1. Prevalence Estimates of Amyloid Abnormality Across the Alzheimer Disease Clinical Spectrum
Willemijn J Jansen, et al. JAMA Neurol. 2022 Mar 1;79(3):228-243. doi: 10.1001/jamaneurol.2021.5216.
Importance: One characteristic histopathological event in Alzheimer disease (AD) is cerebral amyloid aggregation, which can be detected by biomarkers in cerebrospinal fluid (CSF) and on positron emission tomography (PET) scans. Prevalence estimates of amyloid pathology are important for health care planning and clinical trial design. Objective: To estimate the prevalence of amyloid abnormality in persons with normal cognition, subjective cognitive decline, mild cognitive impairment, or clinical AD dementia and to examine the potential implications of cutoff methods, biomarker modality (CSF or PET), age, sex, APOE genotype, educational level, geographical region, and dementia severity for these estimates. Design, setting, and participants: This cross-sectional, individual-participant pooled study included participants from 85 Amyloid Biomarker Study cohorts. Data collection was performed from January 1, 2013, to December 31, 2020. Participants had normal cognition, subjective cognitive decline, mild cognitive impairment, or clinical AD dementia. Normal cognition and subjective cognitive decline were defined by normal scores on cognitive tests, with the presence of cognitive complaints defining subjective cognitive decline. Mild cognitive impairment and clinical AD dementia were diagnosed according to published criteria. Exposures: Alzheimer disease biomarkers detected on PET or in CSF. Main outcomes and measures: Amyloid measurements were dichotomized as normal or abnormal using cohort-provided cutoffs for CSF or PET or by visual reading for PET. Adjusted data-driven cutoffs for abnormal amyloid were calculated using gaussian mixture modeling. Prevalence of amyloid abnormality was estimated according to age, sex, cognitive status, biomarker modality, APOE carrier status, educational level, geographical location, and dementia severity using generalized estimating equations.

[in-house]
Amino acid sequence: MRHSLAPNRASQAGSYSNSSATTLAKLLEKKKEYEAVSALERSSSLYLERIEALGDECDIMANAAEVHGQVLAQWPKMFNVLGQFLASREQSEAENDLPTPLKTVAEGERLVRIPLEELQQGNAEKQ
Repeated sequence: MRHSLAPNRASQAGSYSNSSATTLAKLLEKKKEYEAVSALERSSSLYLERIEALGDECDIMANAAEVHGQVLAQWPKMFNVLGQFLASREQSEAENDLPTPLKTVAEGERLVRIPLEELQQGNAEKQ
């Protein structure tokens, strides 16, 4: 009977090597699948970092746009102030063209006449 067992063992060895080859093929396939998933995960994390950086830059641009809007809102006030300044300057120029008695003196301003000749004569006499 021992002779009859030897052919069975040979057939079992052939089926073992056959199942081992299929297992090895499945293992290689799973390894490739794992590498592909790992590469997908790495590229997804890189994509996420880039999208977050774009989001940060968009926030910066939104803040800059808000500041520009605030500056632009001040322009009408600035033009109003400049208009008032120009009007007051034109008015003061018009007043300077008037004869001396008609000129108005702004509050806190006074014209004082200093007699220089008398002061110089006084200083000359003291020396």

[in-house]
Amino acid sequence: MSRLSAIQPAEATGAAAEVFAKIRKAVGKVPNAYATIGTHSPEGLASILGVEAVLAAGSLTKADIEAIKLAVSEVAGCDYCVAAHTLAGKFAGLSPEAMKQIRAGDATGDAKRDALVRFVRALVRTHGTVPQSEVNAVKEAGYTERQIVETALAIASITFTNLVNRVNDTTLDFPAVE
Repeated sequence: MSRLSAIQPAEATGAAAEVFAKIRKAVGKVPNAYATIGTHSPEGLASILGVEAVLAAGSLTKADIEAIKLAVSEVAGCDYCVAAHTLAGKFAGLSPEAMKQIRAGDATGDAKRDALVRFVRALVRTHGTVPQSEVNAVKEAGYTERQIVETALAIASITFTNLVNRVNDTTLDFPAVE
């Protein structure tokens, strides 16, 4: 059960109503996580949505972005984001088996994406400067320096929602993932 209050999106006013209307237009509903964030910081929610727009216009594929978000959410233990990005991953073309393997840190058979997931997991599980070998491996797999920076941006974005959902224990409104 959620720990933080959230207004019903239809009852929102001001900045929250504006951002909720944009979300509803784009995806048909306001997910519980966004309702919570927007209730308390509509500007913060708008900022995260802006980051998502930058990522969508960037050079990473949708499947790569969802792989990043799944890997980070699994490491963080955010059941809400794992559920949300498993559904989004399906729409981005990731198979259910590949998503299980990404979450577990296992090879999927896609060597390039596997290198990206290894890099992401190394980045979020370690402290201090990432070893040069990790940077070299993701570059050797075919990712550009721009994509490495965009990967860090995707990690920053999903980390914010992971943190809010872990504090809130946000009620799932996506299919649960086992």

2. The metabolite GLP-1 (9-36) is neuroprotective and anti-inflammatory in cellular models of neurodegeneration
Yazhou Li, Elliot J Glotfelty, Tobias Karlsson, Lowella V Fortuno, Brandon K Harvey, Nigel H Greig J Neurochem. 2021 Dec;159(5):867-886. doi: 10.1111/jnc.15521. Epub 2021 Oct 21.